When Judy and her partner show up at the village with an armful of buckets and mops, intending to teach the women to keep a cleaner house, they are horrified that the women “greeted their plans with a noticeable lack of enthusiasm,” not that I blame them one whit. After a day trying to get Maria’s husband to carry water down from the mountain stream for them—“and then he only did it reluctantly!”—and to get the kids to stop using the mops as pretend horses and the women down on their knees and scrub floors, Judy is so upset that she “exploded” at her partner, “Don’t they realize that all we want to do is help them?” But don’t worry, by the end of her week in Mexico, Judy “was being hailed as the village heroine” because she’s taught the village women to make apple pies of fruit the community had previously allowed to drop and rot, which seems highly unrealistic when the village is described as near starving. At the send-off party the Indians throw for Judy and her partner, Judy “basked in the friendly warmth of the Indians’ affection for them,” which if true demonstrates that the Mexicans have far better souls than Judy. As a parting gift to the villagers, Judy gives the women bottle brushes and the men corn-cob pipes to “serve as models should the men care to carve some for sale.” On her way home she “absently fingered the stones of her shining bracelet,” a gift the villagers have made and given to her, not for one second considering that this might be a far more logical and lucrative economic opportunity than corn cob pipes. 

When not shrieking at spiders or ignorance borne of poverty, Judy is prancing with joy over an impending trip to the bowling alley, pouting silently, speaking petulantly, stomping off to her room, hanging her head sullenly, disrupting class when she freaks out because she can’t understand the conversation in Spanish class, and repetitively moaning, “What shall we do? What shall we do?” when confronted with a new situation, not that she’s likely to meet any as a leader in a foreign country. In short, Judy is the very model of everything one does not want in a Peace Corps volunteer. We can only be relieved in the end when Judy is not offered a place in Colombia because she needs another year to “mature,” which a serious underestimation of what it will take to transform Judy into a responsible adult. Upon hearing the news, Judy is convinced that “the Peace Corps bore a childish prejudice against her,” only proving the point. The shame is that the Peace Corps offers her a job recruiting young people to the Peace Corps, so she can infect more recruits with her patronizing attitude.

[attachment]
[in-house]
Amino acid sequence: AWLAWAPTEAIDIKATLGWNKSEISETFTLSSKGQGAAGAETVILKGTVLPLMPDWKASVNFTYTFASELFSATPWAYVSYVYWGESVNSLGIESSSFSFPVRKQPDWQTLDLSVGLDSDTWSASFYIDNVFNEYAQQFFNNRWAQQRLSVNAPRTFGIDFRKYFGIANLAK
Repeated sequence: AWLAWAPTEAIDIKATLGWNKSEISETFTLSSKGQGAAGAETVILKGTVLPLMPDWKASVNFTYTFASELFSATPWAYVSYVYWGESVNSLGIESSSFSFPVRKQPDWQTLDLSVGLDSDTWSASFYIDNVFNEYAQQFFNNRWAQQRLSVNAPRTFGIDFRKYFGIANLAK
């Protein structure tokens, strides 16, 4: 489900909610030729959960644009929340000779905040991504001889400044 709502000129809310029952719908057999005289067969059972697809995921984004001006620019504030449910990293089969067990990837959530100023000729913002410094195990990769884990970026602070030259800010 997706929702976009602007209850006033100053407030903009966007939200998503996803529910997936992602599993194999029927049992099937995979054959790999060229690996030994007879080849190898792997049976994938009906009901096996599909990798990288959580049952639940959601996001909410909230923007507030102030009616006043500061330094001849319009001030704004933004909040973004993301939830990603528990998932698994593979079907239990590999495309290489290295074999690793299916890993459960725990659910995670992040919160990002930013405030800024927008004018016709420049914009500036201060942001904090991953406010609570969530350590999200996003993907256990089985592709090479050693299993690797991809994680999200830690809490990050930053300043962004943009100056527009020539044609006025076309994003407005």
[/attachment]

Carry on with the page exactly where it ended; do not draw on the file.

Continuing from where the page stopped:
Curiously, the author of this book is held up as a champion of the Peace Corps, having written the nonfiction Story of the Peace Corps, “which has an official introduction by R. Sargent Shriver,” the first Peace Corps director. What he has written here is a horror story of racist white middle class entitlement run amok, giving us a heroine who can engender nothing but alarm in the reader that this is the kind of shallow, ignorant person the Peace Corps is recruiting. It’s not. My parents were Peace Corps volunteers in Nigeria from 19646, where they taught high school. A book that should be an homage to the dedication and hard work of honest, true community is instead a knife in the back. The best thing about this book is the cover, which is an absolute gem. And maybe the fact that continuing the pledge I made after reading White Doctor, after reading this disturbing novel, I’m doing penance by donating to the American Indian College Fund.